mmm .. nice mental exercise to ponder these things.

Pics are all tonight, field one is short of two or three inc the dappled grey one, I had these last few weeks made special effort to feed her from the bucket. She seemed a bit too good natured to participate and win in the hierachy game.


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I always find this a great lift, never listened to The Fall since around 1988 when I would taper off listening to John Peel, found them again now !
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I was first there a week ago, wifelet in to see her uncle S in hospital, so a chance for Smud n me to explore. Interestingly found a gravestone with my name carved on the side, the makers mark. We had an idea stonemasons were somewhere in the past with this surname, all part of a group circa 1860.  While I was there filming digital cine a flydumper turned up and etc. Oh dear. 

Particularly touching was the area I assume for stillborn babies, none had ages on though many stated 'stillborn'. I was in tears last week when I saw this, this week i thought how loving and lovely were the little graves marked with white gravel, fenced off with mini fencing and with toys around as needed. What was sadder were those tiny plots that had nothing, neglected. Perhaps parents had moved away and were not able to keep things smart. Perhaps time moves on and desire to maintain no longer occurs. They then only reside in someones memory.  

And of course, all the poor people have no stone to mark them at all. Not that it really matters, its the life you lead while you are alive that is important, values, intergrity. I try to imagine all their hard work and pain and hopefully a quick and easy release from their suffering at the end. I am very aware of how in times gone by life could be so hellish for poor people working or otherwise.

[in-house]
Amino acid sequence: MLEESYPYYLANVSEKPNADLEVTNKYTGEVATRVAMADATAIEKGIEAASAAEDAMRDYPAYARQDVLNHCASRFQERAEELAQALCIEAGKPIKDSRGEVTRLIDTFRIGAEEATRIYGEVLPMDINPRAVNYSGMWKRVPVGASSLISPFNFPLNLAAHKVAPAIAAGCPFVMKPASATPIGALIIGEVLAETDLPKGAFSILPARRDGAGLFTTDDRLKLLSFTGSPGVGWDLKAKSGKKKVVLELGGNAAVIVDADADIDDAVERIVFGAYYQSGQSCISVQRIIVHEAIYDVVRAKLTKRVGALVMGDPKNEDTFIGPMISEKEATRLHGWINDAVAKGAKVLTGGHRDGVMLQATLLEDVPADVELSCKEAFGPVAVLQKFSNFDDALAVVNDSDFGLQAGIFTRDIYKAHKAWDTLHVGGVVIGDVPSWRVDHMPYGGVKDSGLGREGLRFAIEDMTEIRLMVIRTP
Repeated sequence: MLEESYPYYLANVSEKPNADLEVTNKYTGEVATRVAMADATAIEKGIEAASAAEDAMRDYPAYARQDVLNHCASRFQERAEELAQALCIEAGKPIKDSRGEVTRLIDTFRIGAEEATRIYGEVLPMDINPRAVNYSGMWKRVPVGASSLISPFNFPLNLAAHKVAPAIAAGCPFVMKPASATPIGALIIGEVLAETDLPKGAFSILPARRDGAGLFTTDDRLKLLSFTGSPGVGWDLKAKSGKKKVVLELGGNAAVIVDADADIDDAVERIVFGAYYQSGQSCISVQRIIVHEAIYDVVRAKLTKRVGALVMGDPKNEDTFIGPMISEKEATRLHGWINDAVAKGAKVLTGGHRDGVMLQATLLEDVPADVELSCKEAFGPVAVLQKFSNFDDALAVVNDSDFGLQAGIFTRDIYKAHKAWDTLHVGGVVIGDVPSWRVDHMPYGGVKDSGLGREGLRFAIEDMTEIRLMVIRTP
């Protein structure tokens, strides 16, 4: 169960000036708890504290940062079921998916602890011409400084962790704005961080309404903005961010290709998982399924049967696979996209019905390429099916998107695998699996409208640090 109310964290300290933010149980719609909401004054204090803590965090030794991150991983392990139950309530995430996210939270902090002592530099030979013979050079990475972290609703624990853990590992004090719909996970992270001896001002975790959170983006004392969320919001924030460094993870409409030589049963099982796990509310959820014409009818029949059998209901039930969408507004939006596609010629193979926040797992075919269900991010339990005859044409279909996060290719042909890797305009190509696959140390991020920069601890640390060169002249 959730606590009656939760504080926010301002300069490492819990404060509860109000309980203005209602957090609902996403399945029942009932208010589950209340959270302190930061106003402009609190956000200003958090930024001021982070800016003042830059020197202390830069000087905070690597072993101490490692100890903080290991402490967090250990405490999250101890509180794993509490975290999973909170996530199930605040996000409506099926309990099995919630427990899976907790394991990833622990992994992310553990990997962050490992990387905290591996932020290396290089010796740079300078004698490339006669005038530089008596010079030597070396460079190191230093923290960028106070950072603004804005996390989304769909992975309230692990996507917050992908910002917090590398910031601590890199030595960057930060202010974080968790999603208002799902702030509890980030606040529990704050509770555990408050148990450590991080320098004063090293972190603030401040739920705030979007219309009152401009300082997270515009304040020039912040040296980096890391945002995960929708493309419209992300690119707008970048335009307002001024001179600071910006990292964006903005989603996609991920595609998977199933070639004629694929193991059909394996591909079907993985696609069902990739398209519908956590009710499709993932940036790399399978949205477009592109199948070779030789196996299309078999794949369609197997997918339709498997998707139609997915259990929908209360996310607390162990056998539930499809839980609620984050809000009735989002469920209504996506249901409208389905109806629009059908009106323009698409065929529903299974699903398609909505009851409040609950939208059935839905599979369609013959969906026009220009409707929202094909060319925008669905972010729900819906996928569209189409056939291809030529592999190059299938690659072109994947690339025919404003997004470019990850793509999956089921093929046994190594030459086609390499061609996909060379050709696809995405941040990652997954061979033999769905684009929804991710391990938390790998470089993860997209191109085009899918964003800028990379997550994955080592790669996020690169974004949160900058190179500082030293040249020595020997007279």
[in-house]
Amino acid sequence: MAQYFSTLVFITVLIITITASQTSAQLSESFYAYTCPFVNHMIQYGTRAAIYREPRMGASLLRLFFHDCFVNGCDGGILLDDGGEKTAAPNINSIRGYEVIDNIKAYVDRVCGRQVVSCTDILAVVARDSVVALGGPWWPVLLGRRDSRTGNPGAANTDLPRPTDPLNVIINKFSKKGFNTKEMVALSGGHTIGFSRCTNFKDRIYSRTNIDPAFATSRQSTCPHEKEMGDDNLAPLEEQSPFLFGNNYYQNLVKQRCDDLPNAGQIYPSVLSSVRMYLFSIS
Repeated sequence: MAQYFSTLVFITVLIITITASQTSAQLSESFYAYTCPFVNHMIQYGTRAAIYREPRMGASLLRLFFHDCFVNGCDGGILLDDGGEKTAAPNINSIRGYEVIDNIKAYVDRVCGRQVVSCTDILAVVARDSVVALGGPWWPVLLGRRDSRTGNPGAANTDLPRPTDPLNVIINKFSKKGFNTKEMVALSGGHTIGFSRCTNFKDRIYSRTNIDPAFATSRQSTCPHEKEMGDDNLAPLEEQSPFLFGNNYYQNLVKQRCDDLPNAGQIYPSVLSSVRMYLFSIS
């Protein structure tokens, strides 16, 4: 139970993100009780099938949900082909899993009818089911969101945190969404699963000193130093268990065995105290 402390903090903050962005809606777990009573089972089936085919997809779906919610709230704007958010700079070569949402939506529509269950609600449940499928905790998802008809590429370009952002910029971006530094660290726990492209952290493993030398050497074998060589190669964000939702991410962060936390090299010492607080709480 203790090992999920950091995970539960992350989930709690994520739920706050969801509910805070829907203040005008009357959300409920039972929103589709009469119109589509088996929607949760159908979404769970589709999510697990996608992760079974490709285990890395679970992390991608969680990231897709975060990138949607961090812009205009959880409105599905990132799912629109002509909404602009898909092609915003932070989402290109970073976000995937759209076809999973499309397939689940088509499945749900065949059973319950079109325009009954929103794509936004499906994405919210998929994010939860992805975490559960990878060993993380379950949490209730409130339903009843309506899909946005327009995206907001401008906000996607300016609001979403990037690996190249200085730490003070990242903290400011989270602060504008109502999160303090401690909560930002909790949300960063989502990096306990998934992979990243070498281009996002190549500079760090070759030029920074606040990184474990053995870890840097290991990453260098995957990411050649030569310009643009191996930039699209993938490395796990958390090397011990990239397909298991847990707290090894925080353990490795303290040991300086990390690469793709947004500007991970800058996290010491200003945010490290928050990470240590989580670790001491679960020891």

My own auntie A is ninety two now, two years older than my dad if he was still alive. I have no idea if he has a stone or not, cremated and that was it. Yet I often feel he is with me, I use his tools and lathe daily since a kid and basically built a thirty years span of self employment from them.  Being brought up to work and make an effort was his best gift. I have always had this feeling, that the dead are all around us. I had it strongly when first g#rd#n#ng four years ago, my maternal grandfather standing next to me, a very strong feeling, not a man I thought of very often.   Possibly he was encouraging me in breaking out of the circular rut I was in. I now wonder if he is aware of the pain i have, yet diet and a four hour g' day help ease this.

Not having kids sometimes bugs me, yet its not all plain sailing and we do not live in the pastel coloured Ladybird world of order and balance. My income has always been precarious to say the least so kids without any support network may have been too much for me. We certainly wouldn't have been able to live in this house with its good sized garden. We had good times with our niece so we didn't really miss out at all.


Jasmine, honeysucle, crocosmia, dahlia, all are late season delights.




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Cheating a bit, the above is from just below the cubby hole where we park, the 'robins pincushion'.

Late season and dahlias are very important to so many flying insects.

I had a shocking pink one too, though only one tuber and it succumbed to rot, over-watering on my part.



We have two apple tres in 'standard' form, its vital we spray with Bordeaux mixture. Saffron (commonly mis-termed the autumn crocus) is always leggy and seems so weak, would probably be happier in a higher light level, I will dress them with bonemeal which should help as it does all bulbous plants.


Bees are having such problems, we need to help them all we can. Looking around, there are so few people that are in tune with the need to provide flowering plants over as wide a season as possible. I particularly abhor the moronic spread of block paving and gravel.